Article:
What do the greatest leaders, husbands, wives, parents, friends, bosses, politicians or pastors have in common? I believe they get the idea of serving people. Servant leadership has been around for a very long time, it was the way Jesus led and many of our best leaders throughout history got it as well. Robert Greenleaf said it well: “The true test of a servant leader is this: Do those around the servant leader become wiser, freer, more autonomous, healthier, and better able themselves to become servant leaders?” Would the people you lead say that about you? Would your spouse say that about you?
The main thing that keeps us from serving the people around us is our ego. Selfishness is the destroyer of relationships and leaders. One of the keys to becoming a better leader, husband, wife etc is to be humble. Here are two great definitions for humility: Ken Blanchard – “People with humility don’t think less of themselves; they just think about themselves less.” Fred Smith – “People with humility don’t deny their power; they just recognize that it passes through them, not from them.”
The other thing that keeps us from serving others is fear. We fear losing control, being taken advantage of, not being heard, being rejected, failing, looking stupid and on and on. To battle against these fears we need to practice unconditional love. Think about the way you love your child. You don’t only love them when they perform well, you love them no matter what. That is called unconditional love, and that is what makes a leader great. In a business setting this means telling people the truth, being direct and yet gentle. It means having the courage to challenge someone and do it it a gentle way. It means you actually care about the people you lead and know them as a person. It means you listen well and admit when you are wrong.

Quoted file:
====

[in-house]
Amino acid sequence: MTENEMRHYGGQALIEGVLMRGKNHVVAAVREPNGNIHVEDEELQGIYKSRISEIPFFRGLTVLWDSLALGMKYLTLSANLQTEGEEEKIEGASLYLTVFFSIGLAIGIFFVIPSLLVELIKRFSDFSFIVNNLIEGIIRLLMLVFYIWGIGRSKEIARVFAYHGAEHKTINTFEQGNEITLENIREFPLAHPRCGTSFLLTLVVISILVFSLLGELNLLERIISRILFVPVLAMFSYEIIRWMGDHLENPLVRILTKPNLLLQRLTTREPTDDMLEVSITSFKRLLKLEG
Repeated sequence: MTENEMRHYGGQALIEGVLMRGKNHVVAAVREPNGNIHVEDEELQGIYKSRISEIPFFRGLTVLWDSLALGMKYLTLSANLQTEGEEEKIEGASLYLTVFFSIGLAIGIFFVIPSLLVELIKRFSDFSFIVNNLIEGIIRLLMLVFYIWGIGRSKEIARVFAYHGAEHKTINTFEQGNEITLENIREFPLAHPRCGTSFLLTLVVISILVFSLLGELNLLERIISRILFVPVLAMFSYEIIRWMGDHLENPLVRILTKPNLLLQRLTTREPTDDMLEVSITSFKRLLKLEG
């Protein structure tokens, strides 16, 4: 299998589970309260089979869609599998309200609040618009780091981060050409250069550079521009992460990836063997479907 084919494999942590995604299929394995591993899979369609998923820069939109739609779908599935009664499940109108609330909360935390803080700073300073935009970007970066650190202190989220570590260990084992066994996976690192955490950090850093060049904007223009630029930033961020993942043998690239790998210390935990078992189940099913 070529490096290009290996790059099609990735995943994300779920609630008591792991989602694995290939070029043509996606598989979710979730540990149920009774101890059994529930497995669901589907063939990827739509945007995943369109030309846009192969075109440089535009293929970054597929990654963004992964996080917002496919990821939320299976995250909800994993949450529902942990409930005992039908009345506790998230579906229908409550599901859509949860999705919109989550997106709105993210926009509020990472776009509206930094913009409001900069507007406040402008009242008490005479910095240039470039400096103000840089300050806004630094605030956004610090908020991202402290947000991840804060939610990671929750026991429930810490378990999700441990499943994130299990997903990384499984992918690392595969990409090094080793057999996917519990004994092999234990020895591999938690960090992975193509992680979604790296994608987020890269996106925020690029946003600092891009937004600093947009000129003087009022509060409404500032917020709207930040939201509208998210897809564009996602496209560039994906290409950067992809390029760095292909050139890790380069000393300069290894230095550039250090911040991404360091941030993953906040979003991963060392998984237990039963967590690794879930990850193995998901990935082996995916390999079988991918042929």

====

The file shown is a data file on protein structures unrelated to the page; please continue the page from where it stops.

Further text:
I came across this great acronym SERVE from the well known Chick-fil-A organization. This is the guide they use in all their management and leadership training. I think it is a great tool to use for our personal mission statements and for any business. Here it is:
Serving the people you influence is hard work, but the rewards are well worth it. Be strong and courageous and lead by serving well.
Recently NewPointe Community Church started a campaign called 2 coats. This idea came from one of our creative staff members in our children’s department. We partnered with Big Brothers and Big Sisters on the goal of coming up with 300 coats. That was the beginning of some amazing stories. Let me share two stories that have challenged me and encouraged me. I want to introduce you to two young boys; Alex who is 7 years old and Dominick who is 6 years old.
Alex made the decision to start saving money earlier this year to donate to the church to help buy a playland at the Canton Campus. He diligently saved all the money that came his way and had built up a nice stash of $101.01. While talking with his parents about the money, he thought that maybe instead of saving for the playland, he could use the money to buy coats for the 2 coats campaign His parents thought that was a great idea, so they went to Old Navy to buy some coats. After he purchased the coats someone else from the church found out what he did and called Old Navy to let them know about Alex and NewPointe Community Churches 2 coats campaign. Old Navy loved the story and agreed to give a 30% discount on other coats our church would purchase the following week. They called the discount the Alex Discount. They also talked about making a donation to 2 Coats as well. The same person that called Old Navy also called Fox 8 in Cleveland and they loved the story as well and are coming down this week to interview Alex and Old Navy. Amazing how one child can make such a big difference.
Dominick also has a great story. He is turning 7 on November 27th. While his parents were planning his birthday party, he told them that instead of presents from his friends he wanted to make a donation to a local good cause. They started looking for some place to make a donation and they had several options, but then the church announced the 2 coats campaign. Dominick immediately thought it would be great if his friends would bring coats instead of presents and he would donate them all to the program at church. They mailed out invitations announcing the coats donations and had a chance to share with several parents that Dominick had thought of this himself and about NewPointe and the vision to help people in need.